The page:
The custom of giving blessings goes back to the very earliest times. In the morning of Creation, on the completion of each day's work, God blessed the living creatures that came from His hands, bidding them increase and multiply and fill the earth (Gen. i-ii). When Noe emerged from the Ark, he received God's benediction (Gen., ix, 1), and this heritage he transmitted through his sons, Sem and Japheth, to posterity. The pages of the Old Testament testify abundantly to the great extent to which the practice of blessing prevailed in the patriarchal ages. The head of each tribe and family seemed to be privileged to bestow it with a special unction and fruitfulness, and the priests at the express direction of God were wont to administer it to the people. "Thus shall you bless the children of Israel. . . and the Lord will turn His countenance and give them peace" (Num., vi, 23-26). That great value was attributed to blessings is seen from the strategy adopted by Rebecca to secure Jacob's blessing for her favourite son. In general estimation it was regarded as a mark of Divine complacency and as a sure way to secure God's benevolence, peace, and protection. The New Dispensation saw the adoption of this rite by Our Divine Lord and His Apostles, and so, elevated, ennobled, and consecrated by such high and holy usage, it came at a very early stage in the Church's history to assume definite and concrete shape as the chief among her sacramentals.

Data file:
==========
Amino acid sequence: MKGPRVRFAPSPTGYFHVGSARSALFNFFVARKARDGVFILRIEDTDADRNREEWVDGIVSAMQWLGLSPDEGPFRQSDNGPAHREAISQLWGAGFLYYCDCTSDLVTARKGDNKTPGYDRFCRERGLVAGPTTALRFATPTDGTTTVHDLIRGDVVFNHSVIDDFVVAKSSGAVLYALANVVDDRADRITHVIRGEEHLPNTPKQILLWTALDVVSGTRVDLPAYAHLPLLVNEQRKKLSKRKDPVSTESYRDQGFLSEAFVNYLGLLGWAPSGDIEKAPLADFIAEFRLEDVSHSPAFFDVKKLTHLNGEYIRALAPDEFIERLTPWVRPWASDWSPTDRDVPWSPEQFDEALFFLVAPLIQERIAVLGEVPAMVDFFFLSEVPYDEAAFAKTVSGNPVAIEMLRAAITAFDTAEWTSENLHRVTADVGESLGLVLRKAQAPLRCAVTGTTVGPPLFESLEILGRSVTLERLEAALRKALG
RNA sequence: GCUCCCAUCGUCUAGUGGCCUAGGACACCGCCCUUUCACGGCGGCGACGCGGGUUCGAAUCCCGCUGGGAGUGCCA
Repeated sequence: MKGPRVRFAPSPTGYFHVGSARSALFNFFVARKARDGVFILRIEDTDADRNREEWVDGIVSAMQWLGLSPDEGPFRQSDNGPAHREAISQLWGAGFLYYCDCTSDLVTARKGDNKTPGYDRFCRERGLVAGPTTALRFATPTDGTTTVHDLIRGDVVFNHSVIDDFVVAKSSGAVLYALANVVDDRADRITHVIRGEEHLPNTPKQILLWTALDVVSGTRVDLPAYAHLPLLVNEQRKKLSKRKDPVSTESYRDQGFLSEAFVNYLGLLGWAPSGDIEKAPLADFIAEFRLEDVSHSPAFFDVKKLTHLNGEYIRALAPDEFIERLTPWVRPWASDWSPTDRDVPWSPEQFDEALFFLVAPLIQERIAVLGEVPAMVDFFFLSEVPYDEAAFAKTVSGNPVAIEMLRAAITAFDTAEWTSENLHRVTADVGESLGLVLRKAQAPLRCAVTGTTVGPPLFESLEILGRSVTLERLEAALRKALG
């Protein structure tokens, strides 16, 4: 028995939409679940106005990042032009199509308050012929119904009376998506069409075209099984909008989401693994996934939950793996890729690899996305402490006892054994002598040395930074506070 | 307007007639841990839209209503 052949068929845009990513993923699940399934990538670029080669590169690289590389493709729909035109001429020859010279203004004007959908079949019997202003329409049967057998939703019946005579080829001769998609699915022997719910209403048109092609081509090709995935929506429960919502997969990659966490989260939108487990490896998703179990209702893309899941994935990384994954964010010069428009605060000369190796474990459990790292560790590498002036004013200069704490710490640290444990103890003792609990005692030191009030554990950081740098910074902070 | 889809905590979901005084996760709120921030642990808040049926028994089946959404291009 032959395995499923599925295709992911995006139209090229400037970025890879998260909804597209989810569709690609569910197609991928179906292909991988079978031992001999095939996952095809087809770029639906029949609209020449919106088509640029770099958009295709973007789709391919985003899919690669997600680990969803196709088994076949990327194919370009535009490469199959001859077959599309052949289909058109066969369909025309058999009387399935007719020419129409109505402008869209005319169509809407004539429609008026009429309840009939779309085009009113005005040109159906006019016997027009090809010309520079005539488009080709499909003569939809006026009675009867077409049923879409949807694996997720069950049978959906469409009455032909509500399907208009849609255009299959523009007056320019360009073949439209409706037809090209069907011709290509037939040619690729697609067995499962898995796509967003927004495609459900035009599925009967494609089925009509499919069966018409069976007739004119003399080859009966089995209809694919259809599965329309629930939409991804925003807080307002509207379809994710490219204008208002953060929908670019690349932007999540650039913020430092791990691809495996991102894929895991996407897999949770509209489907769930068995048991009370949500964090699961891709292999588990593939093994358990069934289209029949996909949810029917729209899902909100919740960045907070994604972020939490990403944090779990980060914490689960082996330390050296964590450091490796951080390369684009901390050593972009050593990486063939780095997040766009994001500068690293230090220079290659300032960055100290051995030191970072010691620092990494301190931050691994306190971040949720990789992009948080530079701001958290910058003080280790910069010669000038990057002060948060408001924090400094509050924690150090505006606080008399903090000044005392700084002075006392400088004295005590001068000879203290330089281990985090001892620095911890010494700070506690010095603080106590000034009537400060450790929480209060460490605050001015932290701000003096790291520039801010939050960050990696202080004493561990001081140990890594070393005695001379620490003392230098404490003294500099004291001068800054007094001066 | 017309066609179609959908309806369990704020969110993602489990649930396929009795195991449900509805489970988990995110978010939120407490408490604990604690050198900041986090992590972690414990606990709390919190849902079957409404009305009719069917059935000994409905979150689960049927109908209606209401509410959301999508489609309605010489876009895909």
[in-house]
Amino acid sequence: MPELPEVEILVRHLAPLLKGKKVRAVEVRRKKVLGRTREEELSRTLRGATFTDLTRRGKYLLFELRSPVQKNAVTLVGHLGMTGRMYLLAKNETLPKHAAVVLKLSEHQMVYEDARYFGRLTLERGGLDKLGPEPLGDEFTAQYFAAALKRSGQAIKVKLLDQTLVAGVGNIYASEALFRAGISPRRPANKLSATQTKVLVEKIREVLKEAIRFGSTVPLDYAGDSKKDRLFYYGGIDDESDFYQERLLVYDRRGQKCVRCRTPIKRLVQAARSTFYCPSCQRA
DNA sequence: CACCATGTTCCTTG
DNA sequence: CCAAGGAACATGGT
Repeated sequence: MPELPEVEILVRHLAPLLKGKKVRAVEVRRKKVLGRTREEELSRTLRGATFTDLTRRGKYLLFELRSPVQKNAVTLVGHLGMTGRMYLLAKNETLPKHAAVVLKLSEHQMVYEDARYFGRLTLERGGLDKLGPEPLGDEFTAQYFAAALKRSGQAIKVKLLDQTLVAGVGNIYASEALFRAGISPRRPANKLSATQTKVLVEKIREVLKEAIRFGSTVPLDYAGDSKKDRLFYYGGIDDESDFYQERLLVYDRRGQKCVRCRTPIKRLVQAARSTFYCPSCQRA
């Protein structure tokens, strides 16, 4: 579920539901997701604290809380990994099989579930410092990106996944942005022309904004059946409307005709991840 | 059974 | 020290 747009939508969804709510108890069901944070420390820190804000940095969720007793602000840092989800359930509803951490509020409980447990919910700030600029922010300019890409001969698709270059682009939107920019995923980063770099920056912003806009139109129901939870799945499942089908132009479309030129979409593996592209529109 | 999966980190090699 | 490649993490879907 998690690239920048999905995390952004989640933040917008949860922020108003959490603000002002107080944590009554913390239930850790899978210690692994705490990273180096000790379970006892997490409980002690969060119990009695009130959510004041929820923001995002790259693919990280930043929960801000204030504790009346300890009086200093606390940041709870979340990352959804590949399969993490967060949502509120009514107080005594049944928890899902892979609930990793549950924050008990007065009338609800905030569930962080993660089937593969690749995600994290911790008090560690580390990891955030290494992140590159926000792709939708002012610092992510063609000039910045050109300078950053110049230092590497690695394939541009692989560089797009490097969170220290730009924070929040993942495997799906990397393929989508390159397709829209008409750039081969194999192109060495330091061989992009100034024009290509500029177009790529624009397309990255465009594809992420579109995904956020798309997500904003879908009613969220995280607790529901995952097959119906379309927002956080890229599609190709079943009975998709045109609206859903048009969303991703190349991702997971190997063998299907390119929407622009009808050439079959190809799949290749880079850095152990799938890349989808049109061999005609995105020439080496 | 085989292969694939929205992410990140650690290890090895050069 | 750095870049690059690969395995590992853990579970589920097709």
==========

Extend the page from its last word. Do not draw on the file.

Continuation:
and here is who can "confer blessings":